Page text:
PetrChelcicky wrote:6.The Bohemian pattern is more or less repeated in (a) the peasant's war (as far as it was seen as a holy war by Muentzer and the like), (b) in the Northwestern revolts (Muensterites and Batenburgers, it never was a mere local upheaving), (c) in the Puritan revolt.

7. But in the Puritan revolt we find a more advanced kind of disappointment: The evolving Quakers had been not much of pacifists (far less than the Anabaptists), but they became disappointed not by the breakdown, but by the victory: Cromwell didn't send his troops against the pope, but against the Dutch Republic. War was successful, but hadn't been worth it - a deeper disappointment than if the war had been lost.

8. Generally I think that disappointment/disillusion is a very good way to peacefulness. (In German there's the same word for disappointment and disillusion.)


That's interesting.

I assume you mean the word Enttäuschung?

PetrChelcicky wrote:9. After Menno, Anabaptism was more or less identified with peaceful separatism (the "Swiss" variant), and for me things could have stayed this way. But then the professors began to form categories like "radical reformation" or "the left wing of reformation", which means that the Muensterites, Muentzer and Menno are in one and the same corner again. This has been introduced into the Mennonite community by Rodney J. Sawatsky as "the four streams of Anabaptism", which today serves above all to construct a historical identity for the modern "transformationists" who rely on Hut and to a degree on the "subversiveness" of Muentzer and Muenster (see for that Tim Nafziger in "Mennonite Life"):
https://ml.bethelks.edu/issue/vol-71-sp ... whiteness/


I don't often read this kind of article, subtitles like "Patriarchy, colonization and anti-queerness among Mennonites" and "Mennonites and whiteness" clearly indicate the liberation theology lens it is applying to history, but it does have some useful history.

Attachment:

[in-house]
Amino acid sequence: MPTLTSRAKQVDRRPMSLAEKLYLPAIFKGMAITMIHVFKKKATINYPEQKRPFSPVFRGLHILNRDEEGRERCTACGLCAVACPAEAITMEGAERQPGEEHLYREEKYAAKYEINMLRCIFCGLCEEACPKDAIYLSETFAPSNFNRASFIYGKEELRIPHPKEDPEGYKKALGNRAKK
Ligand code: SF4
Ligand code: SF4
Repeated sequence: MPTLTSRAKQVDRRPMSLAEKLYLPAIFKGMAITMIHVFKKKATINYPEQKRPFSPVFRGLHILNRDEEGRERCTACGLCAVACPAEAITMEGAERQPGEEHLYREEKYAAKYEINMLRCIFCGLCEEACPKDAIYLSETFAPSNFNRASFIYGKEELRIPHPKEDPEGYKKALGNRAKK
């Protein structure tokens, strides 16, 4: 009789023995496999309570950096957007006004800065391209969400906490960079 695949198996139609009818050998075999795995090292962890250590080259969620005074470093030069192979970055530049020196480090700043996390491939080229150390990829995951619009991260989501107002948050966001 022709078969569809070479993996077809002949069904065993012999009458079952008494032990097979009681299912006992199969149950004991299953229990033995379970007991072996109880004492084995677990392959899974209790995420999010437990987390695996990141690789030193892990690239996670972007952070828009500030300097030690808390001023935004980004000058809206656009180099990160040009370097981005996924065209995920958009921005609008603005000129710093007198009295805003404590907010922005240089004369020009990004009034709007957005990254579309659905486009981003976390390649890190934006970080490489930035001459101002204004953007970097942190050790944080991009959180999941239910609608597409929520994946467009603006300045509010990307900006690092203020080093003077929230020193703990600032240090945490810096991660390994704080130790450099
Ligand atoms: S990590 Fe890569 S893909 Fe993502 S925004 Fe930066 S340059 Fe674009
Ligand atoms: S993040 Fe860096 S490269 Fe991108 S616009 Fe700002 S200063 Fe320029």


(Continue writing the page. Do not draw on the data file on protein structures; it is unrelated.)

This is an interesting table:

Throughout this essay, I will use the term by drawing on Rodney J. Sawatsky’s 1992 model of four streams of Anabaptism: Separationist, Establishment, Reformist, Transformationist (Sawatsky, 151). Here’s a short summary:

Screen Shot 2017-09-07 at 8.34.32 AM.png
Screen Shot 2017-09-07 at 8.34.32 AM.png (50.92 KiB) Viewed 70 times




There are different classifications, so it's important to be clear about which definitions you are using. I like to use GAMEO for definitions since it is widely used and well researched. I think most would say that both Muensterites and Mennonites are part of the Radical Reformation, using definitions like this one:

Radical Reformation, a collective term for all those groups of religious innovators of the 16th century on the European continent who were neither Lutherans, nor Zwinglians, nor Calvinists.


I think the definition of Anabaptist is a little more fraught:

Anabaptist" is actually a Greek word meaning "rebaptizer," used in church Latin from the 4th century onward, and appearing at least as early as 1532 in the English, seldom used in 16th-century German or Dutch, where the translation Wiedertäufer and Wederdooper is used from the beginning of Anabaptist history in 1525. It was never used by the Anabaptists themselves but often vigorously objected to by them because of the opprobrium and criminal character attached to the name. Its introduction and constant use by the enemies of the Anabaptists can best be explained by the fact that the imperial law code from Justinian's time (A.D. 529) on, made rebaptism one of the two heresies penalized by death, the other being Antitrinitarianism. Thus to classify the Reformation radicals as "Anabaptists" made them at once legally subject to condemnation and execution, although it still remained necessary for each local jurisdiction to implement the basic code. (Thus Zürich did not decree the death penalty for Anabaptists until 1526.)